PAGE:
Seeding and Propagation/Honeysuckle


Hi Tom,

Is the flavor of honeysuckle nectar universal?
Or does the taste change with each of the estimated 180 species that are out there?

Thank you.


Hi Rich,
Thanx for your question.  I apologize for taking so long to get back to you.  I have only sampled honeysuckle a few times and it all tasted the same to me...the best I can describe it is "honeyish".  Others describe the flavor as fresh, honey-like, sweet, refreshing.  I have no idea if the other honeysuckle species taste differently because I've not tried them.  I did a little research and could not find anything substantive to describe differences in taste.  

I have two theories.  If the plant's flower is called honeysuckle, the flower no doubt, will taste like honey, to less or greater degree depending upon the species.  However, many plants are named because they resemble another plant or because they are in the same genus but actually bear little resemblance or few of the characteristics of the plant for which they are named.  Something might be in the honeysuckle family and have absolutely no resemblance to the common honeysuckle.  One example comes to mind.  Lonicera caerulea or honeyberry, is a honeysuckle relative (note the genus Lonicera).  It has white flowers that look kind of like the honeysuckle but you can tell they are NOT common honeysuckles.  When the flower dies, it produces a grape-sized, deep blue berry that is prized in the Russia and Japan.  It is just now becoming popular in the northern tier of the United States.  The common honeysuckle, Lonicera periclymenum does not produce an edible fruit.  The fruit is toxic but the flower and the nectar are not.  Two completely different plants from the same genus - Lonicera.  I would imagine one could suck on the honey berry's flower and find the taste to be honey-ish.  I don't know.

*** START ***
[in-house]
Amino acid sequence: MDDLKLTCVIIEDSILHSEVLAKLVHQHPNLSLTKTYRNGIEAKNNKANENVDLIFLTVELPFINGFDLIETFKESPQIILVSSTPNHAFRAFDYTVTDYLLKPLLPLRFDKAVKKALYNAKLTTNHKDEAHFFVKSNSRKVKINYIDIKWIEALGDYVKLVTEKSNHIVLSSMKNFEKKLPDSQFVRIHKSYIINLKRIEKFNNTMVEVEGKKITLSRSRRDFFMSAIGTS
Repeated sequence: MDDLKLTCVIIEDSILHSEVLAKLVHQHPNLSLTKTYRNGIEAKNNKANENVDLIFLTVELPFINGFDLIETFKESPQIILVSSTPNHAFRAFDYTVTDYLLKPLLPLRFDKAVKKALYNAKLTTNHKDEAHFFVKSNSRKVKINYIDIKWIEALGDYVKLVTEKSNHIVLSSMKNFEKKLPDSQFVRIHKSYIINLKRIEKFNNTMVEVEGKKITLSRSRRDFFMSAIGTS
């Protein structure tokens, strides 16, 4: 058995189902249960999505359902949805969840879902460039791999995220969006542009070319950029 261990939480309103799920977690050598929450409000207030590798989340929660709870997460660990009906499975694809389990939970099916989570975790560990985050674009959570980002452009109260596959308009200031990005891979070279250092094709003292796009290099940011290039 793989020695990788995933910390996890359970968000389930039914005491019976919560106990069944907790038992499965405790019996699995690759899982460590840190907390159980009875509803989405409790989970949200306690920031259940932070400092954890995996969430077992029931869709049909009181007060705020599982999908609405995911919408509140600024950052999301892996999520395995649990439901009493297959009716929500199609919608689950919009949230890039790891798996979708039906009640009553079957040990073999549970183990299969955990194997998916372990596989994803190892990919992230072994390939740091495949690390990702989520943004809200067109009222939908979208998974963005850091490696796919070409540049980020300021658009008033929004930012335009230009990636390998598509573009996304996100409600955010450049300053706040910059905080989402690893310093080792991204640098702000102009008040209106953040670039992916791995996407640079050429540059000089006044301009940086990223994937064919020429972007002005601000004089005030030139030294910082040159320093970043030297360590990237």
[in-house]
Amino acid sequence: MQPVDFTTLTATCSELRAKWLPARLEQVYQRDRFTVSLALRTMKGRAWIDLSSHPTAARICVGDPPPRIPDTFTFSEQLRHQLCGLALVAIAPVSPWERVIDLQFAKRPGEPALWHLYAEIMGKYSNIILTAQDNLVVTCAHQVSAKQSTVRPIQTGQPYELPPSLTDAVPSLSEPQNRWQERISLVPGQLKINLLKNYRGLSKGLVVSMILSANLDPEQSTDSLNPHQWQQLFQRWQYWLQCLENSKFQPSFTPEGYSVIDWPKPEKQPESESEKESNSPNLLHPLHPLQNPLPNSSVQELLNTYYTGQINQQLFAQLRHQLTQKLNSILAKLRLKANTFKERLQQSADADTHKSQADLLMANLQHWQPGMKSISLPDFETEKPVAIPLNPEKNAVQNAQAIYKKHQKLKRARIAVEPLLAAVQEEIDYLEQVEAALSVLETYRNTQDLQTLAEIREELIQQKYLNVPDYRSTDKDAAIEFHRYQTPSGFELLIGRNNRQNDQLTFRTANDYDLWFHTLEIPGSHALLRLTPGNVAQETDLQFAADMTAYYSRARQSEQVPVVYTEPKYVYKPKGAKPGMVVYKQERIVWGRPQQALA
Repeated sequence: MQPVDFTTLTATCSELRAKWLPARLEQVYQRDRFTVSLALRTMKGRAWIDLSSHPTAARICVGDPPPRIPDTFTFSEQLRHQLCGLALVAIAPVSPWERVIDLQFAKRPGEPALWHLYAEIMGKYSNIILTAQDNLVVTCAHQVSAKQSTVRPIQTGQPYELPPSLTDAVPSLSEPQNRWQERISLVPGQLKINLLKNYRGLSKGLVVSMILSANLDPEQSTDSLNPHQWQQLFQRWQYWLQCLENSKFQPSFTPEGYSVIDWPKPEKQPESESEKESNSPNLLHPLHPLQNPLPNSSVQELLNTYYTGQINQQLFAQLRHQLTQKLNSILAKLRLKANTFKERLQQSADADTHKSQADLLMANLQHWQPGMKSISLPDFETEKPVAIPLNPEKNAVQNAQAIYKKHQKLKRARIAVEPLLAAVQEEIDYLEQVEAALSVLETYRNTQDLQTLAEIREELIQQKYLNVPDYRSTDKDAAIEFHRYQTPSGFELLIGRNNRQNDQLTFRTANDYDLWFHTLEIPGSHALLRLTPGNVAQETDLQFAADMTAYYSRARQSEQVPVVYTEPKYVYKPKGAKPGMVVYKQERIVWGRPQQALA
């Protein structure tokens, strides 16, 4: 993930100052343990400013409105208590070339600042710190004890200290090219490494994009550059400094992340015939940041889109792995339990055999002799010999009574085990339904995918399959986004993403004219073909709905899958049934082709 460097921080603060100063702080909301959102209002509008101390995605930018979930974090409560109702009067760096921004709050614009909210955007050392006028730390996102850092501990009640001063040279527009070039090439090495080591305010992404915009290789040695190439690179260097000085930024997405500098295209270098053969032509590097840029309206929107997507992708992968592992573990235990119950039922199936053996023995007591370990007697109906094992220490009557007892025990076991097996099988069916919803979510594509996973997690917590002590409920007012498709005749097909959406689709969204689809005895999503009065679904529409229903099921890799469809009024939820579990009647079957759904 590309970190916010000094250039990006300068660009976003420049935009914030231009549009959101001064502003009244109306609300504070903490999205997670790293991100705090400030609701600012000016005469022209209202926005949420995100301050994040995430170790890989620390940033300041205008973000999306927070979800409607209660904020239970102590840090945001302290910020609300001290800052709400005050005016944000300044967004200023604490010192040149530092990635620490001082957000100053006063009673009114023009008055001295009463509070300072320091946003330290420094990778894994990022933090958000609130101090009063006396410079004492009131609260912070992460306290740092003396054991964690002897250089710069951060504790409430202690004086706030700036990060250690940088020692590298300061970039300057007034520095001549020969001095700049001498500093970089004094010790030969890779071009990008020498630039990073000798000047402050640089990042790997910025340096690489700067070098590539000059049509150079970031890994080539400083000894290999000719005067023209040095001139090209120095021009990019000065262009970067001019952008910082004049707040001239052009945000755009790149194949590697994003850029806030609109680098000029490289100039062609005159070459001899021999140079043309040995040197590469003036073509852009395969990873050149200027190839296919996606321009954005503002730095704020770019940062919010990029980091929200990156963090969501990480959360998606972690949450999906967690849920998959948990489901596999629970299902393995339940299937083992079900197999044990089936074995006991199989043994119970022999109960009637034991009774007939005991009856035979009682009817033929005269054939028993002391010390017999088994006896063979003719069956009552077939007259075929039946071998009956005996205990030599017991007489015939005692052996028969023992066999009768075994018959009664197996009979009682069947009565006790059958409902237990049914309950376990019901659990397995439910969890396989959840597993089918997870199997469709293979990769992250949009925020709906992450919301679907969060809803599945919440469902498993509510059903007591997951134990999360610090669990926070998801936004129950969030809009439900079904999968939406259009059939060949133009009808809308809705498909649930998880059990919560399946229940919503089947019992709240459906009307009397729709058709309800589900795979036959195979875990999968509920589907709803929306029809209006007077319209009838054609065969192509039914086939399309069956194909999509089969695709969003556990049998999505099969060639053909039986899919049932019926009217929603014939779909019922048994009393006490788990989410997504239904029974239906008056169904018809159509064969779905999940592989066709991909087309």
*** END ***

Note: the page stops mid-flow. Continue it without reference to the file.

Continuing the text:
I hope this helps.


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Tom Alonzo


I have been growing plants from seeds for at least 20 years. I have grown literally hundreds of different kinds of vegetables, trees, shrubs, annuals, perennials, tropicals, some cacti, water plants, iris, rose, lilies, cannas, etc. I enjoy starting from seed.


I've been growing my own seeds for 20 years with indoor propagation equipment I built myself. I am also an Allexperts volunteer on the perennial forum. I have completed the Master Gardener course through the Kansas State University Extension. I have experience with a wide variety of seeds and I have also read through Norm Deno's books on seed germination.

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